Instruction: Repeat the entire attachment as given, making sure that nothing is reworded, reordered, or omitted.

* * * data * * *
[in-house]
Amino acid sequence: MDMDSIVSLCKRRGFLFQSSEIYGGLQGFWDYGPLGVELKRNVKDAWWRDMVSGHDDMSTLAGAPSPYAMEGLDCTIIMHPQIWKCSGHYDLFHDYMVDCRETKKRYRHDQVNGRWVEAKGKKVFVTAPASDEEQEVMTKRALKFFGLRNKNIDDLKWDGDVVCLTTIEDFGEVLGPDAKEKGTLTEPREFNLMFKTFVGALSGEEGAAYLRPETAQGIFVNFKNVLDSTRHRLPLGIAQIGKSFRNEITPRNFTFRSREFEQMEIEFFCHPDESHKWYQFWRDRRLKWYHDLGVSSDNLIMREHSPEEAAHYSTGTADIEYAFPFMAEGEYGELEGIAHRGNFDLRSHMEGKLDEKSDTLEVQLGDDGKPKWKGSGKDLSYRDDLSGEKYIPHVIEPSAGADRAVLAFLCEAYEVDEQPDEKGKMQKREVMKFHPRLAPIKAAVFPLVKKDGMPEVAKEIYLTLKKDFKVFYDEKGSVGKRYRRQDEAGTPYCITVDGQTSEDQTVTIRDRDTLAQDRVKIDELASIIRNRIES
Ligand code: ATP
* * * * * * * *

[in-house]
Amino acid sequence: MDMDSIVSLCKRRGFLFQSSEIYGGLQGFWDYGPLGVELKRNVKDAWWRDMVSGHDDMSTLAGAPSPYAMEGLDCTIIMHPQIWKCSGHYDLFHDYMVDCRETKKRYRHDQVNGRWVEAKGKKVFVTAPASDEEQEVMTKRALKFFGLRNKNIDDLKWDGDVVCLTTIEDFGEVLGPDAKEKGTLTEPREFNLMFKTFVGALSGEEGAAYLRPETAQGIFVNFKNVLDSTRHRLPLGIAQIGKSFRNEITPRNFTFRSREFEQMEIEFFCHPDESHKWYQFWRDRRLKWYHDLGVSSDNLIMREHSPEEAAHYSTGTADIEYAFPFMAEGEYGELEGIAHRGNFDLRSHMEGKLDEKSDTLEVQLGDDGKPKWKGSGKDLSYRDDLSGEKYIPHVIEPSAGADRAVLAFLCEAYEVDEQPDEKGKMQKREVMKFHPRLAPIKAAVFPLVKKDGMPEVAKEIYLTLKKDFKVFYDEKGSVGKRYRRQDEAGTPYCITVDGQTSEDQTVTIRDRDTLAQDRVKIDELASIIRNRIES
Ligand code: ATP